Scrapbookpages Blog

May 16, 2011

What does it take to become a saint in Germany?

Deutsche Welle ran this story today, 16 May 2011:

Catholic Church beatifies Nazi-resisting priest

A priest who defied the Nazis by continuing to practice Roman Catholicism despite a ban has been beatified by the Catholic church. Georg Häfner died in a concentration camp for his resistance to the Nazi regime.

Beatification is the first step toward sainthood.  But first, the person has to be declared a martyr. I found out from this website why Georg Häfner qualifies as a martyr:

Sixty-eight years after he died of starvation and disease at Dachau, early on this “Good Shepherd Sunday” brought the beatification of the German priest Georg Haefner, whose death at the hands of the Nazis was judged to be “in odium fidei” — out of “hatred for the faith” — and, thus, has seen his designation as a martyr.

Häfner wasn’t killed at Dachau, but he did die “at the hands of the Nazis” because of the Nazi “hatred for the faith.”

According to the book entitled What was it like in the Concentration Camp at Dachau? by Dr. Johannes Neuhäusler, who was also a prisoner at Dachau, there was a total of 2,720 clergymen at Dachau, including 2,579 Catholic Priests. According to Dr. Neuhäusler, there were 447 German priests at Dachau. Of the 1,034 priests who died in the camp, 94 were German.  So Häfner was one of only 447 priests, out of a total of 20,000 German priests, who was sent to Dachau and one out of 94 that died. What did he do to be singled out for persecution by the Nazis?

According to Deutsche Welle, “Häfner was honored by the church for his resistance to Nazi rule. Despite a ban on continuing to practice his religious duties as a priest in Oberschwarzach, which is near Würzburg, Häfner carried on and was arrested by the Nazis in 1941.”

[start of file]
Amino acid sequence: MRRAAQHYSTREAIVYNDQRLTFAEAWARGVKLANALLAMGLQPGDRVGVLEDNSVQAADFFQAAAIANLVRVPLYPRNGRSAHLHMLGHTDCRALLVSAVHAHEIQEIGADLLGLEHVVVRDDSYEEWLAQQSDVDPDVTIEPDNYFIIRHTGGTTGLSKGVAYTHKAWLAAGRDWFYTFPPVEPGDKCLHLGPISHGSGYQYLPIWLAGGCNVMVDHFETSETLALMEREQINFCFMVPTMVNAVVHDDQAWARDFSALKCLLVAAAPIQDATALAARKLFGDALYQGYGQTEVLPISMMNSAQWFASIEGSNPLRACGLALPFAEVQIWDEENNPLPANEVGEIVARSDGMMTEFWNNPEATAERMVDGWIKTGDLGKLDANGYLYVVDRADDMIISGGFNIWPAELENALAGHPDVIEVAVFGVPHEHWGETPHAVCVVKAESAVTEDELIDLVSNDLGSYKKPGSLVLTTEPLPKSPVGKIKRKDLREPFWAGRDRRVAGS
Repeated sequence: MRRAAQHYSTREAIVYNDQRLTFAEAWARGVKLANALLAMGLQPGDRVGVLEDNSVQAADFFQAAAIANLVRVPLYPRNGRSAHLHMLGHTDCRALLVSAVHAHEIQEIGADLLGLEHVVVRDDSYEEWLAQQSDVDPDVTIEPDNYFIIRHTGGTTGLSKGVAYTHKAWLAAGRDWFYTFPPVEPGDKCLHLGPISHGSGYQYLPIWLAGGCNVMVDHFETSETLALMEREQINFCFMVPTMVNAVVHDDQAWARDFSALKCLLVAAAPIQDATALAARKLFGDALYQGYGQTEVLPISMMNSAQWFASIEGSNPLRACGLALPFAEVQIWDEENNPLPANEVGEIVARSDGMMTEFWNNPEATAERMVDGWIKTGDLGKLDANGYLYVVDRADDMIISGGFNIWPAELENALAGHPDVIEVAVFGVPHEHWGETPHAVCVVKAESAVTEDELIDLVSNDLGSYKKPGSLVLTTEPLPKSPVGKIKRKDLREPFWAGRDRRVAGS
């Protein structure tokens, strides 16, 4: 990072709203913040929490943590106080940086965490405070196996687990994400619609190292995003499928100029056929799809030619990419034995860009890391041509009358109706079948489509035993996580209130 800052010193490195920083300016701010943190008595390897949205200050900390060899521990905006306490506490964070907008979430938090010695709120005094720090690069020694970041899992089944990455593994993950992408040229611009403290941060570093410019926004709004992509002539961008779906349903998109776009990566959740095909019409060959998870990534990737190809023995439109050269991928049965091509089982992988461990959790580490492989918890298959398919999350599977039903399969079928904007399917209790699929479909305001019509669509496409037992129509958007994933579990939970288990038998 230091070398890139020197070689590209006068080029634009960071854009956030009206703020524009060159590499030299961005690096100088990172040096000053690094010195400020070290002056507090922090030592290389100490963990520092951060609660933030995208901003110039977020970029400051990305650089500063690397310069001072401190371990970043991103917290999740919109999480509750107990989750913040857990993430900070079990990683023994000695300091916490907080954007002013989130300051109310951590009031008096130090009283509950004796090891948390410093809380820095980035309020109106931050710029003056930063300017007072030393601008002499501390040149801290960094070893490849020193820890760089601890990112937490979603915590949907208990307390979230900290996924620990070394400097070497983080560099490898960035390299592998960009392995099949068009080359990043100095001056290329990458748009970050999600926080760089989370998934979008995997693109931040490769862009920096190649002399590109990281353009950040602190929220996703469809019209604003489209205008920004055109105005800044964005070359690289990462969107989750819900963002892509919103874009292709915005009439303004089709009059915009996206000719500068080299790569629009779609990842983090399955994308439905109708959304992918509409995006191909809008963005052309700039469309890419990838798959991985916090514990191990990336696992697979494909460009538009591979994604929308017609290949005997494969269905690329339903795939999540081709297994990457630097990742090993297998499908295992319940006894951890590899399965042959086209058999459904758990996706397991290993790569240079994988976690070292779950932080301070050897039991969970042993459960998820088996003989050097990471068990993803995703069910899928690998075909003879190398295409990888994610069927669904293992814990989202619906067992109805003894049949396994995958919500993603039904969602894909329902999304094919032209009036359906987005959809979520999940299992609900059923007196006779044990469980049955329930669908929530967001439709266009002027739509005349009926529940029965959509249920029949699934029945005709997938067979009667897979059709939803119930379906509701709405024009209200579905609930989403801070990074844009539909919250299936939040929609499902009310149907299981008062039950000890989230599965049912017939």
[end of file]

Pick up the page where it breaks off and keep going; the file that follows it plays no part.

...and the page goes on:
This sounds like there was a ban on all priests in Nazi Germany, which prevented them from practicing the Catholic religion, but that is not the case. According to this website, “Häfner’s reported offense was to preach against the rise of the Third Reich.” So, the truth is that he was banned from “practicing the Catholic religion” because he was preaching against the government.  The priests who didn’t preach against the government were free to practice the Catholic religion with the blessing of Hitler, who was a Catholic.

Of course, Germany is now a free country, a democracy, where everyone has the right of free speech and Catholic clergymen can say anything they want, right?  If you believe that, do a search on “Bishop Richard Williamson.”  He is due to go on trial in July for “Holocaust denial.”  He will automatically be convicted because there is no defense against a charge of “Holocaust denial.”  He will go to prison and if he dies there, he will be a martyr.  He could be the first person to become a Catholic saint for saying what he believes, in defiance of the German government.